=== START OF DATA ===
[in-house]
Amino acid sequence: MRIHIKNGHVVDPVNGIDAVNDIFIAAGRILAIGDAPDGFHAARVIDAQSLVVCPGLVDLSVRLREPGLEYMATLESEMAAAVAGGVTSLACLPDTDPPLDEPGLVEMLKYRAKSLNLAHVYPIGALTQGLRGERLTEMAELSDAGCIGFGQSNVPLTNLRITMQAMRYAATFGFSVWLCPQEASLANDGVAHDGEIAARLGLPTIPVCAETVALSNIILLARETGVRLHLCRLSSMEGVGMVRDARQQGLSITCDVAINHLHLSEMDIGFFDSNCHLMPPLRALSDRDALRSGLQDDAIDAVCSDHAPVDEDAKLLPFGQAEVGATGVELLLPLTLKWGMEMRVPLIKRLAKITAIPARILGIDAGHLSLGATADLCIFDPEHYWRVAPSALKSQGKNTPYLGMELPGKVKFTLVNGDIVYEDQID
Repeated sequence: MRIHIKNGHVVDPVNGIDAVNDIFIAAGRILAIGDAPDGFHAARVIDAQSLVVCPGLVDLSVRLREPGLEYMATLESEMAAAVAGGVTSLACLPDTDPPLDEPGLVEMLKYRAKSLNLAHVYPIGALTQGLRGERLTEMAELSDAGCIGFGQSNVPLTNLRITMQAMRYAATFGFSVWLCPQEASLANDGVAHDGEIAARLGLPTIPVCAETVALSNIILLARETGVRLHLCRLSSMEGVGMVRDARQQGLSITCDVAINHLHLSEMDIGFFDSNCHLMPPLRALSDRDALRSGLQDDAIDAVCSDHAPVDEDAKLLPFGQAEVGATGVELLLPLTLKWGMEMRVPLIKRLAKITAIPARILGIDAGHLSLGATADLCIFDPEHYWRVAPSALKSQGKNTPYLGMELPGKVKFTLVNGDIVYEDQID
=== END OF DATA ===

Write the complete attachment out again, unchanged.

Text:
[in-house]
Amino acid sequence: MRIHIKNGHVVDPVNGIDAVNDIFIAAGRILAIGDAPDGFHAARVIDAQSLVVCPGLVDLSVRLREPGLEYMATLESEMAAAVAGGVTSLACLPDTDPPLDEPGLVEMLKYRAKSLNLAHVYPIGALTQGLRGERLTEMAELSDAGCIGFGQSNVPLTNLRITMQAMRYAATFGFSVWLCPQEASLANDGVAHDGEIAARLGLPTIPVCAETVALSNIILLARETGVRLHLCRLSSMEGVGMVRDARQQGLSITCDVAINHLHLSEMDIGFFDSNCHLMPPLRALSDRDALRSGLQDDAIDAVCSDHAPVDEDAKLLPFGQAEVGATGVELLLPLTLKWGMEMRVPLIKRLAKITAIPARILGIDAGHLSLGATADLCIFDPEHYWRVAPSALKSQGKNTPYLGMELPGKVKFTLVNGDIVYEDQID
Repeated sequence: MRIHIKNGHVVDPVNGIDAVNDIFIAAGRILAIGDAPDGFHAARVIDAQSLVVCPGLVDLSVRLREPGLEYMATLESEMAAAVAGGVTSLACLPDTDPPLDEPGLVEMLKYRAKSLNLAHVYPIGALTQGLRGERLTEMAELSDAGCIGFGQSNVPLTNLRITMQAMRYAATFGFSVWLCPQEASLANDGVAHDGEIAARLGLPTIPVCAETVALSNIILLARETGVRLHLCRLSSMEGVGMVRDARQQGLSITCDVAINHLHLSEMDIGFFDSNCHLMPPLRALSDRDALRSGLQDDAIDAVCSDHAPVDEDAKLLPFGQAEVGATGVELLLPLTLKWGMEMRVPLIKRLAKITAIPARILGIDAGHLSLGATADLCIFDPEHYWRVAPSALKSQGKNTPYLGMELPGKVKFTLVNGDIVYEDQID